When working with fractions comparing and reducing can be confusing. Get help reducing and comparing fractions here.
Which of these is larger: 4/8 or 1/2?
If you did the math or even just looked at the picture, you might have been able to tell that they're equal. In other words, 4/8 and 1/2 mean the same thing, even though they're written differently.
If 4/8 means the same thing as 1/2, why not just call it that? One-half is easier to say than four-eighths, and for most people it's also easier to understand. After all, when you eat out with a friend, you split the bill in half, not in eighths.
If you write 4/8 as 1/2, you're reducing it. When we reduce a fraction, we're writing it in a simpler form. Reduced fractions are always equal to the original fraction.
We already reduced 4/8 to 1/2. If you look at the examples below, you can see that other numbers can be reduced to 1/2 as well. These fractions are all equal.
5/10 = 1/2
11/22 = 1/2
36/72 = 1/2
These fractions have all been reduced to a simpler form as well.
4/12 = 1/3
14/21 = 2/3
35/50 = 7/10
Click through the slideshow to learn how to reduce fractions by dividing.
Let's try reducing this fraction: 16/20.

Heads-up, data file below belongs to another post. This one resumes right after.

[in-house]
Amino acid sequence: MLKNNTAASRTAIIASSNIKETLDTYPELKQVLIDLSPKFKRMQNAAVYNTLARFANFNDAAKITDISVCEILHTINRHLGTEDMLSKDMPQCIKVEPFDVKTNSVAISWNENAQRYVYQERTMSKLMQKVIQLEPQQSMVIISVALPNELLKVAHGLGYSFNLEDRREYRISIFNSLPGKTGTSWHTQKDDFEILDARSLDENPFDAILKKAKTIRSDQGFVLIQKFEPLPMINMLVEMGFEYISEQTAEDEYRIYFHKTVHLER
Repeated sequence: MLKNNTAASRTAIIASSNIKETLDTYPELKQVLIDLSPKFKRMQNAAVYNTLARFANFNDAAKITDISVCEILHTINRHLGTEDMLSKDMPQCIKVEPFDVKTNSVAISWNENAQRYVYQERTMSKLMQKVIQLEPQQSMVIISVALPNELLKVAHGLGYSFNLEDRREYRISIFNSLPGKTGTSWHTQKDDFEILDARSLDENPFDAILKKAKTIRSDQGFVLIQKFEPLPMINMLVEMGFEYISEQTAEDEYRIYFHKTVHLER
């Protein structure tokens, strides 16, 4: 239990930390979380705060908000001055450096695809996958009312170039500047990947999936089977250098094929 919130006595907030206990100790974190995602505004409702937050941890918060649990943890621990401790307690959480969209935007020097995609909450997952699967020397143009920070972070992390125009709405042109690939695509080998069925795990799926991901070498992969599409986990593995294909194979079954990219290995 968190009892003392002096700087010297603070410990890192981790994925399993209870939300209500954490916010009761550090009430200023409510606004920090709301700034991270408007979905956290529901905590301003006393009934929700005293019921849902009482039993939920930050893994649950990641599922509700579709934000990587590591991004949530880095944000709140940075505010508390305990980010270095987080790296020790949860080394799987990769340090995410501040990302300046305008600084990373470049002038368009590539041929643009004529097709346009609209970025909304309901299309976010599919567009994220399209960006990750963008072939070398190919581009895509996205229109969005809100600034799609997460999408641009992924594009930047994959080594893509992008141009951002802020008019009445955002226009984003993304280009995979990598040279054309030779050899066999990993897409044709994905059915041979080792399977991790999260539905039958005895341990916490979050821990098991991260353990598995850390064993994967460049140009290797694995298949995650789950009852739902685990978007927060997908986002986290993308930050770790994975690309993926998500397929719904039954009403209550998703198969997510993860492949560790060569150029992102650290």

Since the numerator and denominator are even numbers, you can divide them by 2 to reduce the fraction.
First, we'll divide the numerator by 2. 16 divided by 2 is 8.
Next, we'll divide the denominator by 2. 20 divided by 2 is 10.
We've reduced 16/20 to 8/10. We could also say that 16/20 is equal to 8/10.
If the numerator and denominator can still be divided by 2, we can continue reducing the fraction.
8 divided by 2 is 4.
10 divided by 2 is 5.
Since there's no number that 4 and 5 can be divided by, we can't reduce 4/5 any further.
This means 4/5 is the simplest form of 16/20.
Let's try reducing another fraction: 6/9.
While the numerator is even, the denominator is an odd number, so we can't reduce by dividing by 2.
Instead, we'll need to find a number that 6 and 9 can be divided by. A multiplication table will make that number easy to find.
Let's find 6 and 9 on the same row. As you can see, 6 and 9 can both be divided by 1 and 3.
Dividing by 1 won't change these fractions, so we'll use the largest number that 6 and 9 can be divided by.
That's 3. This is called the greatest common divisor, or GCD. (You can also call it the greatest common factor, or GCF.)
3 is the GCD of 6 and 9 because it's the largest number they can be divided by.
So we'll divide the numerator by 3. 6 divided by 3 is 2.
Then we'll divide the denominator by 3. 9 divided by 3 is 3.
Now we've reduced 6/9 to 2/3, which is its simplest form. We could also say that 6/9 is equal to 2/3.
Not all fractions can be reduced. Some are already as simple as they can be. For example, you can't reduce 1/2 because there's no number other than 1 that both 1 and 2 can be divided by. (For that reason, you can't reduce any fraction that has a numerator of 1.)
Some fractions that have larger numbers can't be reduced either. For instance, 17/36 can't be reduced because there's no number that both 17 and 36 can be divided by. If you can't find any common multiples for the numbers in a fraction, chances are it's irreducible.
Reduce each fraction to its simplest form.